Original Research

Suicide as a sin and mental illness: A dialogue between Christianity and psychology

Hundzukani P. Khosa-Nkatini, Wonke Buqa
Verbum et Ecclesia | Vol 42, No 1 | a2318 | DOI: https://doi.org/10.4102/ve.v42i1.2318 | © 2021 Hundzukani P. Khosa-Nkatini, Wonke Buqa | This work is licensed under CC Attribution 4.0
Submitted: 15 June 2021 | Published: 13 October 2021

About the author(s)

Hundzukani P. Khosa-Nkatini, Unit for Reformational Theology and the Development of the South African Society, Faculty of Theology, North-West University, Vanderbiljpark, South Africa
Wonke Buqa, Department of Practical Theology, Faculty of Theology, University of Pretoria, Pretoria, South Africa


Christian doctrine has by and large held that suicide is morally wrong, however in psychology, suicidal tendencies and suicidal ideations are a major health problem, and for every suicide, there are many more who attempt suicide every year. In this article, we seek to advance the knowledge on suicide by identifying particular psychological characteristics and Christian spiritual controversies. This research proceeds to a transversal interdisciplinary conversation where practical theology and psychology reflect their voices about suicide. A transversal interdisciplinary approach articulates that theology and science can share concerns, and converge on commonly identified issues like suicide, although they differ in discipline. We aim to create a dialogue between psychology and the Christian faith concerning suicide. Christianity has always viewed suicide as a sinful act, and anyone who commits suicide would go straight to hell. Even though there are no direct scripture texts on suicide being a sin, biblical texts are used to prove that it is. However, God’s Word makes clear the sanctity of life, thou shall not murder. According to psychology, suicide is a highly complex and multifaceted phenomenon, and amongst others it can be a result of mental illness. We attempt to balance the non-theological interpretation with the theological discipline. This research challenges the Christian ideology of suicide as a sin; this perspective remains a challenge among our fellow ministers. This study is relevant for both theology and psychology because both the disciplines deal with the well-being of people.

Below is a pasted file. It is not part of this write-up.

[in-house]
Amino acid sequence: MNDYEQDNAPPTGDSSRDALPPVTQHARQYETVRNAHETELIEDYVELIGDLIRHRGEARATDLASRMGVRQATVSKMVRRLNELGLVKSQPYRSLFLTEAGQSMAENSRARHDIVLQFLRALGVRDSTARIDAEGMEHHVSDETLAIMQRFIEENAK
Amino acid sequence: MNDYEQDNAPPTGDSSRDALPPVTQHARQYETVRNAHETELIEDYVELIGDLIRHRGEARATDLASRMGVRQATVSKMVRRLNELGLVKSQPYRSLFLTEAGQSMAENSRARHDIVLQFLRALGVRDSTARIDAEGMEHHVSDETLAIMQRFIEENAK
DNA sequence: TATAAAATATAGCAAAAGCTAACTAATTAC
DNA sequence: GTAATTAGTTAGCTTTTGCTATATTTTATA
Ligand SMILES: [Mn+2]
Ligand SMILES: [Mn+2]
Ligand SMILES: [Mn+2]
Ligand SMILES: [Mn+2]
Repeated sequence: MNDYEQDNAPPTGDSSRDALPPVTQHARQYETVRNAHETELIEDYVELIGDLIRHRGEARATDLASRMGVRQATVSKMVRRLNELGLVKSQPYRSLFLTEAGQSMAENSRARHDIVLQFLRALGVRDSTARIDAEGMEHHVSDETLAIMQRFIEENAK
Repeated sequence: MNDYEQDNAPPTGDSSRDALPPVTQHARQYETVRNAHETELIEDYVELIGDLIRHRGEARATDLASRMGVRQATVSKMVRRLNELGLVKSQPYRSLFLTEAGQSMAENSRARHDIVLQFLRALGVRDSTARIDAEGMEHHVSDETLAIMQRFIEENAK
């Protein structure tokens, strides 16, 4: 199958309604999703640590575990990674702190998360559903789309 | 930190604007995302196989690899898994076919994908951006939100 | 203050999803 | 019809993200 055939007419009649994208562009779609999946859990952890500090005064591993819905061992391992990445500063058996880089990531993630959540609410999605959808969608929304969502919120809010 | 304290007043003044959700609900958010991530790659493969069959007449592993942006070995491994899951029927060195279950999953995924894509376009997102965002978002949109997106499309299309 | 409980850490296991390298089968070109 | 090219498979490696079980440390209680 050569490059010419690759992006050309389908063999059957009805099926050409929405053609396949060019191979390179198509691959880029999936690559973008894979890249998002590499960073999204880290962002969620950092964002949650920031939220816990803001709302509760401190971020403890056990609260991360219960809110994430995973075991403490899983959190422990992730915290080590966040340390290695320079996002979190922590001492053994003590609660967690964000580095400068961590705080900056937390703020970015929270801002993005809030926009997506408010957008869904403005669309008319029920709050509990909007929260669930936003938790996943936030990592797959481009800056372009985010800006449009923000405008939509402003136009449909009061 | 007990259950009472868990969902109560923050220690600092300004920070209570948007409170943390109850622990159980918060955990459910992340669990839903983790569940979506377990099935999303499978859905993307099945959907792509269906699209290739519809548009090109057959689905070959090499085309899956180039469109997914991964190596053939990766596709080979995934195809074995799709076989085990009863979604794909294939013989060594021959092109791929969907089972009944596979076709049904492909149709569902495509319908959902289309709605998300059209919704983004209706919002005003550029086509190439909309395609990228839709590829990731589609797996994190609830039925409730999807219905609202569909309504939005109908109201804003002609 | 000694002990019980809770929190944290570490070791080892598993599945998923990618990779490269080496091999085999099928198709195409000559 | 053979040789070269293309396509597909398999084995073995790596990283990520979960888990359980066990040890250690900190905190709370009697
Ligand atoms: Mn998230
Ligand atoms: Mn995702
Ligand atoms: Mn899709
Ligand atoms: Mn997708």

Intradisciplinary and/or interdisciplinary implications: The contextual perspective challenged by this research is the understanding of suicide according to theological and psychological perspectives. This research is done using a literature review on suicide according to both Christianity and psychology.


suicide; sin; theology; Christianity; psychology; mental illness; health; psychology; suicidal


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Crossref Citations

1. Psychological effects of Christian teachings about sin and hell
Mary Cole
Mental Health, Religion & Culture  vol: 26  issue: 8  first page: 736  year: 2023  
doi: 10.1080/13674676.2023.2261412